To examine racial/ethnic differences in the prevalence of depressive symptoms and in provider recognition of depression among Latino, Asian, and non-Hispanic white patients with type 2 diabetes.
RESEARCH DESIGN AND METHODS
Patients (n = 1,209) with type 2 diabetes were recruited from five university-affiliated primary care clinics for an observational study.
Vietnamese American (133, 59.4%) and Mexican American (351, 50.2%) patients were more likely to report symptoms consistent with clinical depression (Center for Epidemiological Studies Depression [CES-D] scale score ≥22) than non-Hispanic whites (119, 41.6%; F [2, 1206] = 8.05, P < 0.001). Despite comparable diabetes care, Vietnamese and Mexican patients with high depressive symptoms were less likely to be diagnosed and treated than non-Hispanic whites (all P values < 0.001). Minority patients who reported low levels of trust in their provider were less likely to have been diagnosed or treated for depression (adjusted odds ratio 0.65, 95% CI 0.44–0.98, P < 0.05).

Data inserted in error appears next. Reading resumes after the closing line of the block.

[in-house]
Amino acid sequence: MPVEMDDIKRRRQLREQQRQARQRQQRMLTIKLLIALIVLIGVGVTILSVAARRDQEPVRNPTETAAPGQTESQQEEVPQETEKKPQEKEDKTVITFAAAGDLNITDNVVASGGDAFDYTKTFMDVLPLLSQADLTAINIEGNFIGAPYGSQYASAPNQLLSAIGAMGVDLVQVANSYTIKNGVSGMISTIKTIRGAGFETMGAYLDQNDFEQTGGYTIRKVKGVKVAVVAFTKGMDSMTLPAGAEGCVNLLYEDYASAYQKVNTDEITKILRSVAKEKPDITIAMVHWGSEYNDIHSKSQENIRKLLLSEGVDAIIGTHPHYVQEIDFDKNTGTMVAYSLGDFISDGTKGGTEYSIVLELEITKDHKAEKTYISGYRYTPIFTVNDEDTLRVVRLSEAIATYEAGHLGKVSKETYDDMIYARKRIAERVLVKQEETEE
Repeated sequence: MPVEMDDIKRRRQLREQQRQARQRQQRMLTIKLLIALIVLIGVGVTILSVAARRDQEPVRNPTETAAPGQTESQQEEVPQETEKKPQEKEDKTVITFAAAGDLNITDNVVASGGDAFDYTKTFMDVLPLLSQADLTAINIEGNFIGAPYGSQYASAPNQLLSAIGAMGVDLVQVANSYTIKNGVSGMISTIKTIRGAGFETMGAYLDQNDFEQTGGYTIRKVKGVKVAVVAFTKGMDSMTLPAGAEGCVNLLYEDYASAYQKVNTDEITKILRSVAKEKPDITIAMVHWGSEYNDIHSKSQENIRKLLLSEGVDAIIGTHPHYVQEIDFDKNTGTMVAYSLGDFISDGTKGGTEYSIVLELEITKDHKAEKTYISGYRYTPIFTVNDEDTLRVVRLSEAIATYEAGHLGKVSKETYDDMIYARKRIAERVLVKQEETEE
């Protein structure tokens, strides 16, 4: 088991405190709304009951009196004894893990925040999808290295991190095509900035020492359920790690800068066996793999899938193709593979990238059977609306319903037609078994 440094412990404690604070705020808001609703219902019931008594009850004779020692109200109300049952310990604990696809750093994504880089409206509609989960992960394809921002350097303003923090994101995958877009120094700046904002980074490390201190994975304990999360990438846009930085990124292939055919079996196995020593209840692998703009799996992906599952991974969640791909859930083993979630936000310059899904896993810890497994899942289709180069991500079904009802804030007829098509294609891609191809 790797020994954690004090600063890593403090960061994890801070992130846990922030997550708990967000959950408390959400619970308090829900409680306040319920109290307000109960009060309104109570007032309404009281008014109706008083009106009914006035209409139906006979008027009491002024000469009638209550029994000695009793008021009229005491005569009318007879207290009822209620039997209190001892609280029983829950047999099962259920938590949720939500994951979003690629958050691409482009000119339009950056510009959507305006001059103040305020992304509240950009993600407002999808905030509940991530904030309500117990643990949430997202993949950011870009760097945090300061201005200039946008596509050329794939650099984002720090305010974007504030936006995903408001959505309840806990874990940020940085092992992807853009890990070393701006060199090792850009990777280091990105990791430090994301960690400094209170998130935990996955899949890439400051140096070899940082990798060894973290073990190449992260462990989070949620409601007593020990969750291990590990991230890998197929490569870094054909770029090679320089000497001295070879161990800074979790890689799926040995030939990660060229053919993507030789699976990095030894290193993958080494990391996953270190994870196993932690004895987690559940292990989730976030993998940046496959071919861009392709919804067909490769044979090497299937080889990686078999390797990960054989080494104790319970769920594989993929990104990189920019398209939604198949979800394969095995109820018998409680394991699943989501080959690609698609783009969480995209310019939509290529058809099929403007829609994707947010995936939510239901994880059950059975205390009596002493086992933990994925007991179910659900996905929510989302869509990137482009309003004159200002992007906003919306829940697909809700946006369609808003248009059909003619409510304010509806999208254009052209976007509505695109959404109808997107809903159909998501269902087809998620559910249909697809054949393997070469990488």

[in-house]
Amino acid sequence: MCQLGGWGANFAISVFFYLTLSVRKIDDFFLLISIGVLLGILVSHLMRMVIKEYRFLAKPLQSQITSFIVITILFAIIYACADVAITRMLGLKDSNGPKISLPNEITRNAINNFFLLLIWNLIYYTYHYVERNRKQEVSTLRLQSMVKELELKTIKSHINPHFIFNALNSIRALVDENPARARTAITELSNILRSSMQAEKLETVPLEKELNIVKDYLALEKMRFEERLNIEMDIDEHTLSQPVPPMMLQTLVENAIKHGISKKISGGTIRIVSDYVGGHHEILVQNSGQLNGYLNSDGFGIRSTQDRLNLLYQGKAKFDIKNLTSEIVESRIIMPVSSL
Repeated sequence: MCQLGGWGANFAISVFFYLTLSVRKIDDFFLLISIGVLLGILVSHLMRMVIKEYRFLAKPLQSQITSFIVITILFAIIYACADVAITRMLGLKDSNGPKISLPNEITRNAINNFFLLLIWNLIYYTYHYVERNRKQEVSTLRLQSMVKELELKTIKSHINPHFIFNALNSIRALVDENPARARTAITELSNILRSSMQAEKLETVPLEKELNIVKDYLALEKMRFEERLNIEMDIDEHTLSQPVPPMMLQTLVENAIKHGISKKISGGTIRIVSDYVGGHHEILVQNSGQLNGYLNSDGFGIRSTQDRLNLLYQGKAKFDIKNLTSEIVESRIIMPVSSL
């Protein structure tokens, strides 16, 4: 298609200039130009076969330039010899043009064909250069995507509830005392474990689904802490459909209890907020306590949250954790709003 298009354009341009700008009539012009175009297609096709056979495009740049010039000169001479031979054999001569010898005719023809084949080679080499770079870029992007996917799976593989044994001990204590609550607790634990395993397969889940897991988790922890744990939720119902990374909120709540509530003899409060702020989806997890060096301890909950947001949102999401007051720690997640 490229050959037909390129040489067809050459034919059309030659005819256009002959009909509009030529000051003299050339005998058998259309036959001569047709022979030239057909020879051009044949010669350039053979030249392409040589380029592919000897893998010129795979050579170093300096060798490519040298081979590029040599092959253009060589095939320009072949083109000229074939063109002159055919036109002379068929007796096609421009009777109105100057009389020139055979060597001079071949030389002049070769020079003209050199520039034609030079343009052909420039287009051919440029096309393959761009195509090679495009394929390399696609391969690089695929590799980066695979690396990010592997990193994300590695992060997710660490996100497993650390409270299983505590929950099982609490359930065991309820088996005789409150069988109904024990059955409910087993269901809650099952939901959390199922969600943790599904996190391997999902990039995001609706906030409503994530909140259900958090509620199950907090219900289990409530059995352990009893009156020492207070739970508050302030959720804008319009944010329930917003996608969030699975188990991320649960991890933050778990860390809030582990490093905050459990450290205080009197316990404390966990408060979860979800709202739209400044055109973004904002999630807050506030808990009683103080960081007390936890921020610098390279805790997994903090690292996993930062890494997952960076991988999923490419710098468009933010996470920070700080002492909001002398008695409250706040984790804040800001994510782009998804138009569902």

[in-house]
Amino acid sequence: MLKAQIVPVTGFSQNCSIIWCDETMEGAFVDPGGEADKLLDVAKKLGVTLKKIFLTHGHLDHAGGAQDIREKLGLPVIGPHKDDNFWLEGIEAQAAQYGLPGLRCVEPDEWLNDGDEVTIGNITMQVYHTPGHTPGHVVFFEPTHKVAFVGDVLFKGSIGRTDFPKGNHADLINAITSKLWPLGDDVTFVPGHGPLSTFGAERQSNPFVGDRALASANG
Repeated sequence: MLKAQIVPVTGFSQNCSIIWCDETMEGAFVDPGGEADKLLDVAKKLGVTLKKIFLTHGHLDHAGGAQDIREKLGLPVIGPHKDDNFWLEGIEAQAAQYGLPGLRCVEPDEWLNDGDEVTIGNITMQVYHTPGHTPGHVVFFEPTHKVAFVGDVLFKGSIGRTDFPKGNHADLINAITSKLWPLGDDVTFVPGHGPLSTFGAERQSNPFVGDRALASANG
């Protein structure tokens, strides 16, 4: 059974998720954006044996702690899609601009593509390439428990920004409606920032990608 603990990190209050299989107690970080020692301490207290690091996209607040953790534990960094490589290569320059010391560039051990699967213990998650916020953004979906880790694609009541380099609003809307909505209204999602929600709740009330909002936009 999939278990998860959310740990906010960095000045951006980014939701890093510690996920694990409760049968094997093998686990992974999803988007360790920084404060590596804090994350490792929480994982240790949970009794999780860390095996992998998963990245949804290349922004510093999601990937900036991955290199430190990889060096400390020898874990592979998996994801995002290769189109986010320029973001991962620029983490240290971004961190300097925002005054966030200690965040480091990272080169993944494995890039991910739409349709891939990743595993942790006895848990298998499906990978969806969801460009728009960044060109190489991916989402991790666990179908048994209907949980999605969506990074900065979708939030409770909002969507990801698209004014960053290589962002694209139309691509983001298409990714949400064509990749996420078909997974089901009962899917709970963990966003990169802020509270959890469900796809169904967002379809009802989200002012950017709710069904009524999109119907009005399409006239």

Innovative strategies are needed to improve recognition of depressive symptoms in minority patients.